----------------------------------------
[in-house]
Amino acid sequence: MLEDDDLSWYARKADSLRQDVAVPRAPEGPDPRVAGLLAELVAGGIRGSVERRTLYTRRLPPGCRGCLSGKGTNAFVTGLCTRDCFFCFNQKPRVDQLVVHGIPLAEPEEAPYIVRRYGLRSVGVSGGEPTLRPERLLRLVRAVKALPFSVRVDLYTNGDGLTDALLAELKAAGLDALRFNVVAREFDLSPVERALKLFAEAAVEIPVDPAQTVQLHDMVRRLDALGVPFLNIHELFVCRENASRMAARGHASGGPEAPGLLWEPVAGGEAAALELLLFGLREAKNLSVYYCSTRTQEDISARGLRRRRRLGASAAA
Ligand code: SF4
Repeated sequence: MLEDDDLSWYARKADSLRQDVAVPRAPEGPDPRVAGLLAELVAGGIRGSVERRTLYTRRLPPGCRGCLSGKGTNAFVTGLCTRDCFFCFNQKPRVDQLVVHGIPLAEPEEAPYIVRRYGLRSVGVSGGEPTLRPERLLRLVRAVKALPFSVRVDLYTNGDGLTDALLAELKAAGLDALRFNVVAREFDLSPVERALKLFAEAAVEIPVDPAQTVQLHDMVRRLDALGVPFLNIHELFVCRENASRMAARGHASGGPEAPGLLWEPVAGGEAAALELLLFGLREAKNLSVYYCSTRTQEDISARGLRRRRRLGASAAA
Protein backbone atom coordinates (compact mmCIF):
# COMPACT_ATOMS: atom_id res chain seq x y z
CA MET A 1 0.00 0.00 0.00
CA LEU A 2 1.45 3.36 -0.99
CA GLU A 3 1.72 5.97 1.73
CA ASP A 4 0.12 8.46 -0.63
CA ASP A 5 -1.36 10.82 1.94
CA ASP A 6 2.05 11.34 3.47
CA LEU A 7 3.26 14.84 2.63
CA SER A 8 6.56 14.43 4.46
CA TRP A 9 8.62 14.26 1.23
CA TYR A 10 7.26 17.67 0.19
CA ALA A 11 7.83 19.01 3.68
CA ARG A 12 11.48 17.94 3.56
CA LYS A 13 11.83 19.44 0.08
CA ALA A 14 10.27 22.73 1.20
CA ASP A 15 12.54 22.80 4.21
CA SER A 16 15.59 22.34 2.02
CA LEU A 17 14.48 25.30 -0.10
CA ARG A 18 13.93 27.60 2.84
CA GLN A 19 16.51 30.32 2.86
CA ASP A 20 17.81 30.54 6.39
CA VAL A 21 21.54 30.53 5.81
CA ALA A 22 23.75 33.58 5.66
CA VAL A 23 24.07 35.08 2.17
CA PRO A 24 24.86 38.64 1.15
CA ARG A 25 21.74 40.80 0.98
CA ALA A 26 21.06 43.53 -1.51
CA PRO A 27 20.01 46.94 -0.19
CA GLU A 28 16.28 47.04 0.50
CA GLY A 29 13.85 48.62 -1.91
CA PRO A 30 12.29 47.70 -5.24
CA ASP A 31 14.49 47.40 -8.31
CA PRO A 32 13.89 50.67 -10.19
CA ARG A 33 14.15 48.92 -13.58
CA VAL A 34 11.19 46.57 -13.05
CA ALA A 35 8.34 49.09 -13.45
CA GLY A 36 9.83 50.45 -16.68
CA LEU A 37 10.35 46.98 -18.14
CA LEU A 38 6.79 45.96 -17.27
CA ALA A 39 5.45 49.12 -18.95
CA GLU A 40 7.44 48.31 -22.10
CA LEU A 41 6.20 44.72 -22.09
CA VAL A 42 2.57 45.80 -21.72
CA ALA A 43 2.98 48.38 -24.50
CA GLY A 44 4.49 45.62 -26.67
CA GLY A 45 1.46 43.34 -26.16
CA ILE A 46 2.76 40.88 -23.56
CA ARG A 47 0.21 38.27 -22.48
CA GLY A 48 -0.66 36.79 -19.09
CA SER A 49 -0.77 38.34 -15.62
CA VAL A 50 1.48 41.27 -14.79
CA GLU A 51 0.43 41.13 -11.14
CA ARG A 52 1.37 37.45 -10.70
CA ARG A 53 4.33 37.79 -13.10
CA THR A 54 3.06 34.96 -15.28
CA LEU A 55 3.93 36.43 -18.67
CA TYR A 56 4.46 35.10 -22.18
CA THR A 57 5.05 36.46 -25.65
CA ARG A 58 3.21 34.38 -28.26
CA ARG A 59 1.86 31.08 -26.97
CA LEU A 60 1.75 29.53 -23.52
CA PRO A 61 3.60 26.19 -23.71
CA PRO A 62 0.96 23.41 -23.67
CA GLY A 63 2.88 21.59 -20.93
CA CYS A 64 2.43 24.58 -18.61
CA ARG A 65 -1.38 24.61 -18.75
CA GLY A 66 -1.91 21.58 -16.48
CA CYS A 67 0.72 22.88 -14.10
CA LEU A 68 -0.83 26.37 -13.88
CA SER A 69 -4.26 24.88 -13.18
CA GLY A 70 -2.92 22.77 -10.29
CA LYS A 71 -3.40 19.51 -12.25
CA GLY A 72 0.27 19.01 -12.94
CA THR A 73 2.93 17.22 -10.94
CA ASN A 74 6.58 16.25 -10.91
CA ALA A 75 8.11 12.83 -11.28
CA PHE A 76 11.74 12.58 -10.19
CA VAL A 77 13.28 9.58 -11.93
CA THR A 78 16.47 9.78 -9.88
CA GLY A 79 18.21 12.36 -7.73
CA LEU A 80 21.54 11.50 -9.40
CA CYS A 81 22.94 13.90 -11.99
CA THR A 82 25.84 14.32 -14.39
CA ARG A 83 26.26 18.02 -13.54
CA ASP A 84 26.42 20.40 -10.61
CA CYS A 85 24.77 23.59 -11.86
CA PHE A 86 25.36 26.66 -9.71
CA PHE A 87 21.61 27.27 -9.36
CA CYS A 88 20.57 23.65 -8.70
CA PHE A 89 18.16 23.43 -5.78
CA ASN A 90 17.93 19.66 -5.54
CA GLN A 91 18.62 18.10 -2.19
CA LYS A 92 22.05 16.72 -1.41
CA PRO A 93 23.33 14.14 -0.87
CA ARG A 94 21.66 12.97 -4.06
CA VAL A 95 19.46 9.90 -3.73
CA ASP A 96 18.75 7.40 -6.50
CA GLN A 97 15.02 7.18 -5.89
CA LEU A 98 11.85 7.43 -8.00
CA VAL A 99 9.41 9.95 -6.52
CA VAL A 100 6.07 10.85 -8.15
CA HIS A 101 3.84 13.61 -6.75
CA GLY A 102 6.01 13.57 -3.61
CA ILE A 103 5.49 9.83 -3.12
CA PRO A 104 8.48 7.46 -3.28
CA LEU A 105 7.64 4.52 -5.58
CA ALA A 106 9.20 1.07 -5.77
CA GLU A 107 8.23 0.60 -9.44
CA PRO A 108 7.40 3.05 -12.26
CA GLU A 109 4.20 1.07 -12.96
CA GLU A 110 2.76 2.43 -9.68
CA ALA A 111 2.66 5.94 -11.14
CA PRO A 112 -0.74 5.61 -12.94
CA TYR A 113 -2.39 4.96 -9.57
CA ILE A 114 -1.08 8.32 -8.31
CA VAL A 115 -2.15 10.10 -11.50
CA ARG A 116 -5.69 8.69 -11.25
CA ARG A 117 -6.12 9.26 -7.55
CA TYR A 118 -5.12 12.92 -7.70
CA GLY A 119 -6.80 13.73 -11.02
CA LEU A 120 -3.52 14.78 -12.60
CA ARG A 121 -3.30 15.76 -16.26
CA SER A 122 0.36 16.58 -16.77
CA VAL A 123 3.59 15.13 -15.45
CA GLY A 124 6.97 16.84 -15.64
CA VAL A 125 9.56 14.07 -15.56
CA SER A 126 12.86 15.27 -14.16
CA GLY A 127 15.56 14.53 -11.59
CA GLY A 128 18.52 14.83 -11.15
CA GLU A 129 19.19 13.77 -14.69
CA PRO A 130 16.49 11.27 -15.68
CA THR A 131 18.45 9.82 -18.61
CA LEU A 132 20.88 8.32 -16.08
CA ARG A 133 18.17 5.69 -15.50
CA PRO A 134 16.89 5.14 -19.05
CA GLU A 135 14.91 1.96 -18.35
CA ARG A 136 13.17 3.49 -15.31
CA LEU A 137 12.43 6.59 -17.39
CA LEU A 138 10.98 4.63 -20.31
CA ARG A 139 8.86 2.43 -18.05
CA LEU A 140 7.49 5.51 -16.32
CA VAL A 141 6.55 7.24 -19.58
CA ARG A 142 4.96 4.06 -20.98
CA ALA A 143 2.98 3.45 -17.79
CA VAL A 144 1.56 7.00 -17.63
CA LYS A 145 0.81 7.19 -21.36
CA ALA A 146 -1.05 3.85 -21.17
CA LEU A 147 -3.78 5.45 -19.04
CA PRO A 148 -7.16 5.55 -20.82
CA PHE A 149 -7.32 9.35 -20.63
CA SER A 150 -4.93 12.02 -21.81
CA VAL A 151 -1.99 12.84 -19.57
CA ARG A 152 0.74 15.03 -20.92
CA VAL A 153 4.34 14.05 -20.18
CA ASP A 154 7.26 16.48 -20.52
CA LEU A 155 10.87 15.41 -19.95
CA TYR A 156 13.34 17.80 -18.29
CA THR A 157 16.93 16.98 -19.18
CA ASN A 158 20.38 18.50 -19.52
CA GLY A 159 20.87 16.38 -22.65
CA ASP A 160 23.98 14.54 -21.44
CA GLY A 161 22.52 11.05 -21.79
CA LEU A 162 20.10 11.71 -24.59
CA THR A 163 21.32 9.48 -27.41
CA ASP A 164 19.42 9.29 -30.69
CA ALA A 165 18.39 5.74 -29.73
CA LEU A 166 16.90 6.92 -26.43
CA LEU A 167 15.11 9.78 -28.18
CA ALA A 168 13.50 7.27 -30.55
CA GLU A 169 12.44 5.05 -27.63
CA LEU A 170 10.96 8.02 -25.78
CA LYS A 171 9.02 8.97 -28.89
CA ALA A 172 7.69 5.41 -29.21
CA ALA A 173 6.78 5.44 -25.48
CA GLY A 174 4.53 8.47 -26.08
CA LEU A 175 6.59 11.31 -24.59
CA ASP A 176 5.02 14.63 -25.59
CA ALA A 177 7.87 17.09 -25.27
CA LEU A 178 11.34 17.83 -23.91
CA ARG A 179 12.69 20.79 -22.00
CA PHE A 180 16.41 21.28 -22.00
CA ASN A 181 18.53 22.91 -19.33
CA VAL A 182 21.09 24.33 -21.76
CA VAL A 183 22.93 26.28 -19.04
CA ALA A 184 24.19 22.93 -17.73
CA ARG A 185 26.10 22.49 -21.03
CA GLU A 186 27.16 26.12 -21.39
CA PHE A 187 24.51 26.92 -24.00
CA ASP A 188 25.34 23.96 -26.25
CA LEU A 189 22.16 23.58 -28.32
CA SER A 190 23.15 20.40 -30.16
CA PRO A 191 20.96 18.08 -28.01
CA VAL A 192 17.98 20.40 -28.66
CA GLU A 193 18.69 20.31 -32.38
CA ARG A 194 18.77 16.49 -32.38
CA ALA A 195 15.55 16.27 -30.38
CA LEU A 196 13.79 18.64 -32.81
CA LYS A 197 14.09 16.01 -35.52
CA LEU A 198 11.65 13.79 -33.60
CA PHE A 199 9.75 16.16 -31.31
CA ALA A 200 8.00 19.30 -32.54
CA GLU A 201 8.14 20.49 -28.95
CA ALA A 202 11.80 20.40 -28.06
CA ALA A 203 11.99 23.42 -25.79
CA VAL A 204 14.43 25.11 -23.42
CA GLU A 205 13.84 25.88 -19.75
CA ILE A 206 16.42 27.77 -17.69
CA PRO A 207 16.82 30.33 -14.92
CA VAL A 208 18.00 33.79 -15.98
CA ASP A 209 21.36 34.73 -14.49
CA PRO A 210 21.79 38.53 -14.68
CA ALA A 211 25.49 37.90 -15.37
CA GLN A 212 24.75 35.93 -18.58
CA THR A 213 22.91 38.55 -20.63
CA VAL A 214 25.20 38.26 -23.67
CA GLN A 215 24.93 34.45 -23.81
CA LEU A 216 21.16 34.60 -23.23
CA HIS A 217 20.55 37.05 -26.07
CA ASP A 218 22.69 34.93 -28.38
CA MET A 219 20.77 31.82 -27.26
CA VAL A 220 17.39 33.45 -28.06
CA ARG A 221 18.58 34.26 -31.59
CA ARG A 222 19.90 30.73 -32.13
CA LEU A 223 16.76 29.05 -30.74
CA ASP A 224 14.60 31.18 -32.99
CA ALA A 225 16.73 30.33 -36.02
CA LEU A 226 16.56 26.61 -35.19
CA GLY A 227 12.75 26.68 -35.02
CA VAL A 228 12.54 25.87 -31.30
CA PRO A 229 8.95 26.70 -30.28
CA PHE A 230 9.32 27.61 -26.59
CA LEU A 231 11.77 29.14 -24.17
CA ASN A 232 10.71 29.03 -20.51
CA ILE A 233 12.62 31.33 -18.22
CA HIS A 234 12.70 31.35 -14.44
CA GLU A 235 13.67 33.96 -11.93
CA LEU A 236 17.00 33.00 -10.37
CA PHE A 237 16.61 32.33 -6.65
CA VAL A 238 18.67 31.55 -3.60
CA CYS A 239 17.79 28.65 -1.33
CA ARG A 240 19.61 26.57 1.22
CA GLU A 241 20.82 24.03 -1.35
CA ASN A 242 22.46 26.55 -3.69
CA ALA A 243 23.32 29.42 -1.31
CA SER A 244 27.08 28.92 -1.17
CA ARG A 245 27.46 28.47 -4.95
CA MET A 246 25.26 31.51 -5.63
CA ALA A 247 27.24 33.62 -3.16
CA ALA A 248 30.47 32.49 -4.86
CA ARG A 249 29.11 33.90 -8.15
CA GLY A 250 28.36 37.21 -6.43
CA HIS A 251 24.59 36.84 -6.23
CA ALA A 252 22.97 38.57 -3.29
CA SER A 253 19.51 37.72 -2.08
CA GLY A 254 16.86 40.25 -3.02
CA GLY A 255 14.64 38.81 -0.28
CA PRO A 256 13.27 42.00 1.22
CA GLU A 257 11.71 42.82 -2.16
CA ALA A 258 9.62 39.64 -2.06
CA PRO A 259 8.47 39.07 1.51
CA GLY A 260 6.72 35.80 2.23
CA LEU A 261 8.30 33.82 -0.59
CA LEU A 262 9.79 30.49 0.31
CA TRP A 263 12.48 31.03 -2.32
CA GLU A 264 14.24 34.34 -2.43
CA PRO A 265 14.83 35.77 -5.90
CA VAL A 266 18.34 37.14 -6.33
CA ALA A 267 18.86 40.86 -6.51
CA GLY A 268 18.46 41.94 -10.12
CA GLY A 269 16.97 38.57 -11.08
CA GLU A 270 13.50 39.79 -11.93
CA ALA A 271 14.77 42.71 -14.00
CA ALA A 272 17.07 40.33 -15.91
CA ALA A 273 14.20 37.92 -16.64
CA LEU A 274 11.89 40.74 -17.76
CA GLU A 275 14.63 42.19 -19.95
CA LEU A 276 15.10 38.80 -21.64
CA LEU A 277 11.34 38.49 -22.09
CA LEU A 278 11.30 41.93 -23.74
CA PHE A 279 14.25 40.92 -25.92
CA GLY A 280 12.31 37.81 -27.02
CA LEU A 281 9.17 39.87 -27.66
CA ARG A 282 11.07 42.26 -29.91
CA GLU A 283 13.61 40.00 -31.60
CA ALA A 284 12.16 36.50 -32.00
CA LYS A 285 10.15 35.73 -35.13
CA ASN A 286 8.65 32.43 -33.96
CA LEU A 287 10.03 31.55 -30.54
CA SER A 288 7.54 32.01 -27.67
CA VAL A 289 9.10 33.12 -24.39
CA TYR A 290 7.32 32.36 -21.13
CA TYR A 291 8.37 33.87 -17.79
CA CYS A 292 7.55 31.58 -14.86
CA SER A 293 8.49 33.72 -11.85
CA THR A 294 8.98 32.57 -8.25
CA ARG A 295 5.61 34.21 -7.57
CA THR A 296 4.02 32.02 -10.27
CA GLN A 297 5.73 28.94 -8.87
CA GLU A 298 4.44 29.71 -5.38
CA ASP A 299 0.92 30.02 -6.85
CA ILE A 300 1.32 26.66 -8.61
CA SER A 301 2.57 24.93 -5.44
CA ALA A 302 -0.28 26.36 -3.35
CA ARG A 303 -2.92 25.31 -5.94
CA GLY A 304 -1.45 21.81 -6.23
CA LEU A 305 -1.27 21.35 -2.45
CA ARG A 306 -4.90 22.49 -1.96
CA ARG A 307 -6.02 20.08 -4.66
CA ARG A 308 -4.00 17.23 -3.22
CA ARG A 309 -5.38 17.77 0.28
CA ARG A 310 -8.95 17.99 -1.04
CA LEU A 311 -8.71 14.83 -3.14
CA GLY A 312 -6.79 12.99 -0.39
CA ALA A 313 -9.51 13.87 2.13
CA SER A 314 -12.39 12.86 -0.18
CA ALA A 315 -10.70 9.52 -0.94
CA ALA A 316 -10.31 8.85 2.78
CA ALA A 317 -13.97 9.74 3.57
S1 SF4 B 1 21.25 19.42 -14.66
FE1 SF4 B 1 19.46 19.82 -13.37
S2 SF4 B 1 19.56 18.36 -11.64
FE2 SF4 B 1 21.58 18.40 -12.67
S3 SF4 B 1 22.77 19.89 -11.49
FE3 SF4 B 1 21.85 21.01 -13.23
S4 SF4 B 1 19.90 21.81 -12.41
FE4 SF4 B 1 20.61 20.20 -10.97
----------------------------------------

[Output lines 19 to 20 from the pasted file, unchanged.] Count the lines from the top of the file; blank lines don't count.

CA LYS A 13 11.83 19.44 0.08
CA ALA A 14 10.27 22.73 1.20